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A documented case of a crocodile virgin birth

A documented case of a crocodile virgin birth
Crocodylus acutus, American Crocodile, Cocodrilo Americano. Credit: Wikimedia Commons, CC BY-SA 2.5

A team of entomologists and reptile specialists from Virginia Polytechnic Institute and State University, the Chiricahua Desert Museum, the Illinois Natural History Survey, Reptilandia Reptile Lagoon and Parque Reptilandia has documented a case of a virgin crocodile laying viable eggs. In their paper published in the journal Biology Letters, the group describes their surprise at the discovery of a clutch of eggs laid by an American crocodile who had been kept alone in an enclosure at Parque Reptilandia park in Costa Rica for 16 years prior to laying the eggs.

Prior research has found instances of "virgin birth"—a type of asexual reproduction in a species that normally reproduces sexually—in snakes, lizards, sharks and birds, but never in Crocodilia, an order that includes gharials, caimans, alligators and crocodiles. So the handlers at Parque Reptilandia were surprised to see a clutch of eggs in an enclosure hosting a single American crocodile.

Alligators are well known in North America, but crocodiles live there, too, in parts of Florida. They also live in Central and South America. They normally mate to reproduce, like most other reptiles, and lay eggs that later hatch. But now, it appears that they can reproduce asexually if need be.

The clutch of 14 eggs was discovered back in 2016. After handlers noted their arrival, they notified local specialists. The eggs were collected and taken to a lab for study, where researchers found that half of them were viable. The viable eggs were placed in an incubator with the hope of producing hatchlings.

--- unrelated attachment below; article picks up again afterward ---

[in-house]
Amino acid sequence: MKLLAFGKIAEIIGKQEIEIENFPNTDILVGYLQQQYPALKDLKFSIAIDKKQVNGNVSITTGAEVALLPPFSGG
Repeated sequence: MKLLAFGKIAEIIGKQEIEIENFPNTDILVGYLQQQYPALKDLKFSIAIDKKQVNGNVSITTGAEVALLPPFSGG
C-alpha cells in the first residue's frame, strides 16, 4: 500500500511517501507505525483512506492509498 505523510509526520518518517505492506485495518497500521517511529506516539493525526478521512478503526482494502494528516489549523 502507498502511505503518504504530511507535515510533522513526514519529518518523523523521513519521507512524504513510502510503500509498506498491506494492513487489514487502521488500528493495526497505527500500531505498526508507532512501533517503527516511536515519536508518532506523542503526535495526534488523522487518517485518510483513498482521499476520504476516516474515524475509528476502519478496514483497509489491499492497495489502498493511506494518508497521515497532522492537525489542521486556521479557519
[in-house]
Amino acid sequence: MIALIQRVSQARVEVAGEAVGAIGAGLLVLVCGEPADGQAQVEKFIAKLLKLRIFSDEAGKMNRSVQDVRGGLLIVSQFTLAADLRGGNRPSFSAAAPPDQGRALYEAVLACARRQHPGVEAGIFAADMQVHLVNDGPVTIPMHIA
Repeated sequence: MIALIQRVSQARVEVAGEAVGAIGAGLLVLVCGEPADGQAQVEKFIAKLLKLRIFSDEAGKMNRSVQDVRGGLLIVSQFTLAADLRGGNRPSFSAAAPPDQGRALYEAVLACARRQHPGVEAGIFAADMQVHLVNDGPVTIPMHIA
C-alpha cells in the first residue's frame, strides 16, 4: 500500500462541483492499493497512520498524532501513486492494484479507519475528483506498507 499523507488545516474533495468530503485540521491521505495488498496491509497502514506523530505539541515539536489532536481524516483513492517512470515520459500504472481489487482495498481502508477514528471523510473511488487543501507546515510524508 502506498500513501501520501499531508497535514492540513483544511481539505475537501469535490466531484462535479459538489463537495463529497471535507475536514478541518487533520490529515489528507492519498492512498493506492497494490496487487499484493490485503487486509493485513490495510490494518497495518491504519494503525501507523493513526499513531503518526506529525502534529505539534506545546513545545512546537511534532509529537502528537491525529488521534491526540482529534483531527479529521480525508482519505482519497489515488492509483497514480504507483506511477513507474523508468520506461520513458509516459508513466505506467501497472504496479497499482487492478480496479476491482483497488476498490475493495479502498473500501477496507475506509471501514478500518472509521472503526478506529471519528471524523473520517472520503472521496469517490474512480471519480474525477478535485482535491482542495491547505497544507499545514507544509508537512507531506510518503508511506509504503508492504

A documented case of a crocodile virgin birth
Figure (a) Adult American crocodile, Crocodylus acutus. Figure (b) Stillborn fetus of American crocodile, Crocodylus acutus, Parthenogen. Credit: Quetzal Dwyer

None of the eggs produced any, unfortunately, leading the researchers to crack them open after three months to see what was going on. All of the eggs had progressed toward hatching, but only one actually resembled a fetus. A genetic study of the most advanced specimen revealed that it was nearly identical to its mother.

The research team notes that it was not surprising that none of the eggs were hatchable; eggs laid in such fashion rarely are. Now that virgin births have been documented in both birds and Crocodilia, it raises the question of whether pterosaurs and/or dinosaurs were able to do so, as well.

More information: Warren Booth et al, Discovery of facultative parthenogenesis in a new world crocodile, Biology Letters (2023). DOI: 10.1098/rsbl.2023.0129

Journal information: Biology Letters

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